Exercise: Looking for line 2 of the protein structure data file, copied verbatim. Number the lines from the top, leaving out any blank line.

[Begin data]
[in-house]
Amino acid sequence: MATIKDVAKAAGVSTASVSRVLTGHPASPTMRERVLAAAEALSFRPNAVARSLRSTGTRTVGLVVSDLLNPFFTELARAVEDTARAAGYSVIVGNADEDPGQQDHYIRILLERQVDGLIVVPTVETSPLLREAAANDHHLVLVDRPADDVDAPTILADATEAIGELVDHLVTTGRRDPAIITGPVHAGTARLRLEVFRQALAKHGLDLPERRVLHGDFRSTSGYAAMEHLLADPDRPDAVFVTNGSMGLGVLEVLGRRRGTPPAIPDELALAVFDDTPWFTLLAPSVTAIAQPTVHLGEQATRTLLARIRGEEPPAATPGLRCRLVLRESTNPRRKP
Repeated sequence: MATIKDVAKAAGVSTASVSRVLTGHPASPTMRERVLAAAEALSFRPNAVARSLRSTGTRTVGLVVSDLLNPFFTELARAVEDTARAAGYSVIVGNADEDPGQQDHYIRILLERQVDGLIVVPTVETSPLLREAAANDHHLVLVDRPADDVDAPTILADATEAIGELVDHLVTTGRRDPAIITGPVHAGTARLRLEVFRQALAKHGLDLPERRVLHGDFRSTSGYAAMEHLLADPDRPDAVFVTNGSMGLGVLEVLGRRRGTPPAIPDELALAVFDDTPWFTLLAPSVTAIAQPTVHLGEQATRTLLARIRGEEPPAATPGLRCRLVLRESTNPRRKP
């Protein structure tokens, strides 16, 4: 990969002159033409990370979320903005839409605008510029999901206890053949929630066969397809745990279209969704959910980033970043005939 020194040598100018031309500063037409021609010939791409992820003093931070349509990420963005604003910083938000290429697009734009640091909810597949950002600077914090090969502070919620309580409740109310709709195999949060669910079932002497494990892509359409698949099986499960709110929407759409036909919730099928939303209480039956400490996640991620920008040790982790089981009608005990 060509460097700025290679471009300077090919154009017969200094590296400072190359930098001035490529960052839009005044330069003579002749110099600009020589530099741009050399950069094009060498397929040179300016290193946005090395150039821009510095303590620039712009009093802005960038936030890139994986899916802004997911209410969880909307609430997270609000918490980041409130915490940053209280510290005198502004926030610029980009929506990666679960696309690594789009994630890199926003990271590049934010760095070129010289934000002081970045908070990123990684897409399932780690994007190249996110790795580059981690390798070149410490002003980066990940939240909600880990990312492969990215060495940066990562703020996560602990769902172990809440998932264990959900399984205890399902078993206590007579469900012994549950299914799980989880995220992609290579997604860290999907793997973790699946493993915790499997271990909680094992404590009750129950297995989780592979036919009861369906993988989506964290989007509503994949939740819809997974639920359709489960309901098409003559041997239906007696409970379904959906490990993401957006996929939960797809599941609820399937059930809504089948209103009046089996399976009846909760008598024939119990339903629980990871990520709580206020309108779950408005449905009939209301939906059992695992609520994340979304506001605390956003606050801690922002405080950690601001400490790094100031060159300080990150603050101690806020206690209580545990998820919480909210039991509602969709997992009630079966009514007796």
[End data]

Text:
Amino acid sequence: MATIKDVAKAAGVSTASVSRVLTGHPASPTMRERVLAAAEALSFRPNAVARSLRSTGTRTVGLVVSDLLNPFFTELARAVEDTARAAGYSVIVGNADEDPGQQDHYIRILLERQVDGLIVVPTVETSPLLREAAANDHHLVLVDRPADDVDAPTILADATEAIGELVDHLVTTGRRDPAIITGPVHAGTARLRLEVFRQALAKHGLDLPERRVLHGDFRSTSGYAAMEHLLADPDRPDAVFVTNGSMGLGVLEVLGRRRGTPPAIPDELALAVFDDTPWFTLLAPSVTAIAQPTVHLGEQATRTLLARIRGEEPPAATPGLRCRLVLRESTNPRRKP